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View Full Version : Compression?



XyZspineZyX
08-18-2003, 02:56 PM
Comression / compressability... I've seen very little of it on either side, in any plane, and that seems odd.

To steal a post from another thread:
*****************
Aircraft speed plays a factor too. Quote about Zero's maneuverability form Japanese ace Saburo Sakai:

"(On the Zero's maneuverability)
Oh yes, the Zero was incredibly maneuverable, but not over about 250 mph. Above that speed, the stick just gets too heavy because the plane's control surfaces are so huge. You've seen those films of kamikaze plunging straight down into the water far from any U.S. ships, right? The kids in those planes probably put their planes into a dive way too early, and before they realized their mistake, they had too much speed built up to pull out of their dive. They probably died pulling desperately on the stick with all their strength. When I coached those kids [kamikaze pilots], I'd tell them, "If you've gotta die, you at least want to hit your target, right? If so, then go in low, skimming the water. Don't dive on your target. You lose control in a dive. You risk getting picked off by a fighter, but you've got better chance of hitting your target."
******************

We routinely pull out of 600-700kph dives in all sorts of planes, both axis and allied. Neither side has an advantage, both sides can do it. My question is, should we be able to? I don't think so.

S!
OG_Vorlin

XyZspineZyX
08-18-2003, 02:56 PM
Comression / compressability... I've seen very little of it on either side, in any plane, and that seems odd.

To steal a post from another thread:
*****************
Aircraft speed plays a factor too. Quote about Zero's maneuverability form Japanese ace Saburo Sakai:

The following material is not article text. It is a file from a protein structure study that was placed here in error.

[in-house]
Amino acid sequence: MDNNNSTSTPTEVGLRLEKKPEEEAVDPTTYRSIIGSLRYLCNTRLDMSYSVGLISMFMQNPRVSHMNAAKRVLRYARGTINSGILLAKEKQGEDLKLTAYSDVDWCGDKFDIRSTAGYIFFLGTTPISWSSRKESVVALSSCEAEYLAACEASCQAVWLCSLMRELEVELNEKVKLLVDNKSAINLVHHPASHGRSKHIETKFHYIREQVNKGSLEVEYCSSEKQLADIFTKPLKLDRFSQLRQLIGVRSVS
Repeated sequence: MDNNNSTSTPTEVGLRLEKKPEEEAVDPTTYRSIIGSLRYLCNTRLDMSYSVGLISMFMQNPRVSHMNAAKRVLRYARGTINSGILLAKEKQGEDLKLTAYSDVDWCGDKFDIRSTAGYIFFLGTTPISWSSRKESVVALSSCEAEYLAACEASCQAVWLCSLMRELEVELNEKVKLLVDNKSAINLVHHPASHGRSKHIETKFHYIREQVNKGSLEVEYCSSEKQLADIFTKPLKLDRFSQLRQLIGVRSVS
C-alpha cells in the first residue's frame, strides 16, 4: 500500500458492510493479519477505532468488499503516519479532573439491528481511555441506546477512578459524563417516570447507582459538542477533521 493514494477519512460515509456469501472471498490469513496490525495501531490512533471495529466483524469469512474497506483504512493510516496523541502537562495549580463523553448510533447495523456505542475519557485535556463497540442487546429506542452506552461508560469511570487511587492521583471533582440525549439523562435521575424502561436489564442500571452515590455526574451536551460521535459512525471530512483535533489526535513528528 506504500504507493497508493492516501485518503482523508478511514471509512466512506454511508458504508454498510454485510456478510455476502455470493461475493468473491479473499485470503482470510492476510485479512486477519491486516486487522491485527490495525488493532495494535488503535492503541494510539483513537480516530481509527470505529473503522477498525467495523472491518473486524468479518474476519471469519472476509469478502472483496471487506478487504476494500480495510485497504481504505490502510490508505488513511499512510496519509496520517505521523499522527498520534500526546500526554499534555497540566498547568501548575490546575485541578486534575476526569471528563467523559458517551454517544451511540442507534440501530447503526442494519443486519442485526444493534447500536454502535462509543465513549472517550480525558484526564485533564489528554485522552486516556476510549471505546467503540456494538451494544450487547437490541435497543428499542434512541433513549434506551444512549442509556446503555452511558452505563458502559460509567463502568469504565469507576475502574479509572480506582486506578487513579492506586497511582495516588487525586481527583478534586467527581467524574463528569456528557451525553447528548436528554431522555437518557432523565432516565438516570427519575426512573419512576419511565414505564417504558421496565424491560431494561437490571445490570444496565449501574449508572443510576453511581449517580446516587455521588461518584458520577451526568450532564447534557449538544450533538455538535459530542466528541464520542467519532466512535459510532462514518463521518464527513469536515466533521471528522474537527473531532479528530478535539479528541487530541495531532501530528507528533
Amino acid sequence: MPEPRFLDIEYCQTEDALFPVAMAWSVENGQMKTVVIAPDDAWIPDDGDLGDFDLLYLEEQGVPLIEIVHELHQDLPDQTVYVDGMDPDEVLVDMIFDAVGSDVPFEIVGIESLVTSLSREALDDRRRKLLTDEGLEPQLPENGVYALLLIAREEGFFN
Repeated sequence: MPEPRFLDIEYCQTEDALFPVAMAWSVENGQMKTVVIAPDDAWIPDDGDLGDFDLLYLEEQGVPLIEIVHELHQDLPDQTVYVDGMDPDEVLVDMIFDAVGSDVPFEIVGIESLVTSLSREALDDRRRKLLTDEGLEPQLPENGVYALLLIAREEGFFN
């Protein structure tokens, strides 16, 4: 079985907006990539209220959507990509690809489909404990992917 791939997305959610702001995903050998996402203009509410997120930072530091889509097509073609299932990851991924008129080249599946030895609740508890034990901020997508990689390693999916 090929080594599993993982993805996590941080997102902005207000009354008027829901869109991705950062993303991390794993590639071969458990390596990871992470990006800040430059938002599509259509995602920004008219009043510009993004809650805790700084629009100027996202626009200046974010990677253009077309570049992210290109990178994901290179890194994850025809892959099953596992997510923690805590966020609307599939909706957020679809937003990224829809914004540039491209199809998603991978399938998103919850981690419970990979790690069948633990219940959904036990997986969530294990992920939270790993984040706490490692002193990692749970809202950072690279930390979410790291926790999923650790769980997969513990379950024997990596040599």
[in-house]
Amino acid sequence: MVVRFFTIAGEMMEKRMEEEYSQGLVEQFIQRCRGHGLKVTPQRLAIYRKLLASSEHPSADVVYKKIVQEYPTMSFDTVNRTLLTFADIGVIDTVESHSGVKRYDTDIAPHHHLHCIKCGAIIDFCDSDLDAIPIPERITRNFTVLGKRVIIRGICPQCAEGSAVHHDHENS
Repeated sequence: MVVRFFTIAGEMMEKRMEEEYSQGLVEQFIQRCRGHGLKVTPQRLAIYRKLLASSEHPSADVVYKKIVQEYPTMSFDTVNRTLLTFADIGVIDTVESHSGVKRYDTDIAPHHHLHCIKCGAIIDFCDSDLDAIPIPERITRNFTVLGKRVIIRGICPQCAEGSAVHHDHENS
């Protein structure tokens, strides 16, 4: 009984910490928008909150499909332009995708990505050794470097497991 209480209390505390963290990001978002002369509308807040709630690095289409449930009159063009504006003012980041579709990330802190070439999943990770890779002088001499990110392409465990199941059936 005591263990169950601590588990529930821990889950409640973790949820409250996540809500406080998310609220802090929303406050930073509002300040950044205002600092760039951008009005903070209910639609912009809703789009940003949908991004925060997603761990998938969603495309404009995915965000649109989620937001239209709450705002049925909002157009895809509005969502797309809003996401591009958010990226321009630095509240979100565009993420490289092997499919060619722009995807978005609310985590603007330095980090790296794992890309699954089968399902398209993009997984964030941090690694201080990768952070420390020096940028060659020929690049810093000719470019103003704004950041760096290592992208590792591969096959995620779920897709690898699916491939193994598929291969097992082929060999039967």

"(On the Zero's maneuverability)
Oh yes, the Zero was incredibly maneuverable, but not over about 250 mph. Above that speed, the stick just gets too heavy because the plane's control surfaces are so huge. You've seen those films of kamikaze plunging straight down into the water far from any U.S. ships, right? The kids in those planes probably put their planes into a dive way too early, and before they realized their mistake, they had too much speed built up to pull out of their dive. They probably died pulling desperately on the stick with all their strength. When I coached those kids [kamikaze pilots], I'd tell them, "If you've gotta die, you at least want to hit your target, right? If so, then go in low, skimming the water. Don't dive on your target. You lose control in a dive. You risk getting picked off by a fighter, but you've got better chance of hitting your target."
******************

We routinely pull out of 600-700kph dives in all sorts of planes, both axis and allied. Neither side has an advantage, both sides can do it. My question is, should we be able to? I don't think so.

S!
OG_Vorlin

XyZspineZyX
08-18-2003, 08:52 PM
As far as I know, it is not modelled in any way. Pity as it would add to realism.

http://www.stormbirds.com/warbirds/header.jpg


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XyZspineZyX
08-19-2003, 03:04 AM
Take a ride in the B1 rocket, overspeed and have a taste!

XyZspineZyX
08-19-2003, 06:07 AM
Try P-47 at high alt. At high speeds stick is almost useless.

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